You can use the BU Libraries Search box to look for print and electronic resources available thru the Boston University Libraries. These resources include print books and journals available in the library stacks, as well as e-books and full-text journals available electronically.

For search tips or questions regarding the search function: see the Search Help page.

For physical items, you will need the call number and library location to locate the books or journals in the stacks. See the location chart (available by the elevators and at the research center) to help you find the floor by call number range. Floor maps are also available by all the elevators.


How to locate a specific journal:

If you have a citation for a journal article and need to locate the full text:
Simply enter the Journal Name in the eJournals search box and a list of databases will be displayed; but note the dates!
If not available at BU, try searching BU WorldCat to request a copy from a BLC Library or submit an interlibrary loan request.

Suggested Databases

America: History & Life
Description: “Definitive index of literature covering the history and culture of the United States and Canada, from prehistory to the present. Indexing for 1,700 journals from as far back as 1910.”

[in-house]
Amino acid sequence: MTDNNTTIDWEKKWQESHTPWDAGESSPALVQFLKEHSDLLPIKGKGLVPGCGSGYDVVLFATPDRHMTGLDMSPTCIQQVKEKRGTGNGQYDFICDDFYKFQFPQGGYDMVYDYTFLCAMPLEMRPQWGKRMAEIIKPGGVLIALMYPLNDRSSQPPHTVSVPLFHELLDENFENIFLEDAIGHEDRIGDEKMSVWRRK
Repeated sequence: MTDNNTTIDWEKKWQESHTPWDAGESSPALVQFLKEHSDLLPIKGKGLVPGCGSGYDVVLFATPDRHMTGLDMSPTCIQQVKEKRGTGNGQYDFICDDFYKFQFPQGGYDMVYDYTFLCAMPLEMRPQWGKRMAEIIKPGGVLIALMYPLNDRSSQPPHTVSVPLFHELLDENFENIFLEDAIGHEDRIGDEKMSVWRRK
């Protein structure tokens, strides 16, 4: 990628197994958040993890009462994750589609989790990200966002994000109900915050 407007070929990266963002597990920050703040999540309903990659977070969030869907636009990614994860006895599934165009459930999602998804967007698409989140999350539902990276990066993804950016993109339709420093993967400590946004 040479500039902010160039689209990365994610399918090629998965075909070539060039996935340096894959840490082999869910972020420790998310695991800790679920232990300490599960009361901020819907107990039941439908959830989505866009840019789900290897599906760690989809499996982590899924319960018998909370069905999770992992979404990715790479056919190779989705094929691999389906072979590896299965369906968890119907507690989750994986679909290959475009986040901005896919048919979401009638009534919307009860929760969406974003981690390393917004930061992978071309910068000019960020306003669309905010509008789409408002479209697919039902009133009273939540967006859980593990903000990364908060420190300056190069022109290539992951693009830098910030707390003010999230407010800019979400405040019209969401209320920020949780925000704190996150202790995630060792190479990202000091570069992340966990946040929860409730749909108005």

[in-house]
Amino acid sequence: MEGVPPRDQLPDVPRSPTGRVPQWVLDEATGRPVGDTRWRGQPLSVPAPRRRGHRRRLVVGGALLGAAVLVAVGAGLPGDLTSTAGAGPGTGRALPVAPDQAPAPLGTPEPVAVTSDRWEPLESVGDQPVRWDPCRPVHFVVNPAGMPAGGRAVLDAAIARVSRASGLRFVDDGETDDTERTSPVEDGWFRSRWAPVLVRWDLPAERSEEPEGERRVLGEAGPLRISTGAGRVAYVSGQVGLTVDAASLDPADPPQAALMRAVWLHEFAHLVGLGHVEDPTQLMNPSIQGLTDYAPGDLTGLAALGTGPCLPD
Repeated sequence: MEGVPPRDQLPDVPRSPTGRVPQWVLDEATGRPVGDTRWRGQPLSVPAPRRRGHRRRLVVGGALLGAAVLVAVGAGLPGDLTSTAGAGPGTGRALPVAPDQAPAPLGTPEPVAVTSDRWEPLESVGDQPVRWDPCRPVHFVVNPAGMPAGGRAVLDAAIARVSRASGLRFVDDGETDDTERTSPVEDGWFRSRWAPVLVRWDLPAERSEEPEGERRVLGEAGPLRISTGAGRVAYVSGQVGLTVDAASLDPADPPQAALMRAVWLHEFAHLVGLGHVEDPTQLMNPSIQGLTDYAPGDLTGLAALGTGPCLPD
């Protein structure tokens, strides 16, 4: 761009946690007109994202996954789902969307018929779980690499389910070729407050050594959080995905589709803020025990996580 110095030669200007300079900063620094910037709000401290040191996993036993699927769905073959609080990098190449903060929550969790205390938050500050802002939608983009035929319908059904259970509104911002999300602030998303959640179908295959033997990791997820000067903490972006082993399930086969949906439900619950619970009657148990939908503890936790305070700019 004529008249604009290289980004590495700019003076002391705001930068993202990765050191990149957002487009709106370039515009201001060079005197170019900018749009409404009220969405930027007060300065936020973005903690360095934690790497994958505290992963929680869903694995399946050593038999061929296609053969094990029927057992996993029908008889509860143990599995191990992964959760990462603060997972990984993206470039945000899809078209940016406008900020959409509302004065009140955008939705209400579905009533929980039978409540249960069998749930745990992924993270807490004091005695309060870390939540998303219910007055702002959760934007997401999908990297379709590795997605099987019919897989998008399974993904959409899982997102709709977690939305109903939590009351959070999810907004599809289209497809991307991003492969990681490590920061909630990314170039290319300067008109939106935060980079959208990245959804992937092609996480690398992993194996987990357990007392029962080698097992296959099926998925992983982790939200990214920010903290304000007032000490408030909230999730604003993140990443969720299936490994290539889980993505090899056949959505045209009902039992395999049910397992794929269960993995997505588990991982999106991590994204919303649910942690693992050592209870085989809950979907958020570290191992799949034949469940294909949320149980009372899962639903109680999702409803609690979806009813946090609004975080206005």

ART Fulltext 
Description: Offers full text plus abstracts and indexing of  international scholarly publications. Areas covered include archaeology, architecture, art history, graphic arts, painting, photography, and motion pictures.

Description: Searchable database of digital images, with new image collections added several times a year. ARTstor covers many time periods and cultures, and documents the fields of architecture, painting, sculpture, photography, decorative arts, design, anthropology, ethnographic and women studies, as well as many other forms of visual culture.

Description: Provides page images of back issues of the core scholarly journals in the humanities, social sciences, and basic sciences from the earliest issues to within a few years of current publication. Users may browse by journal title or discipline, or may search the full-text or citations/abstracts.

Humanities Fulltext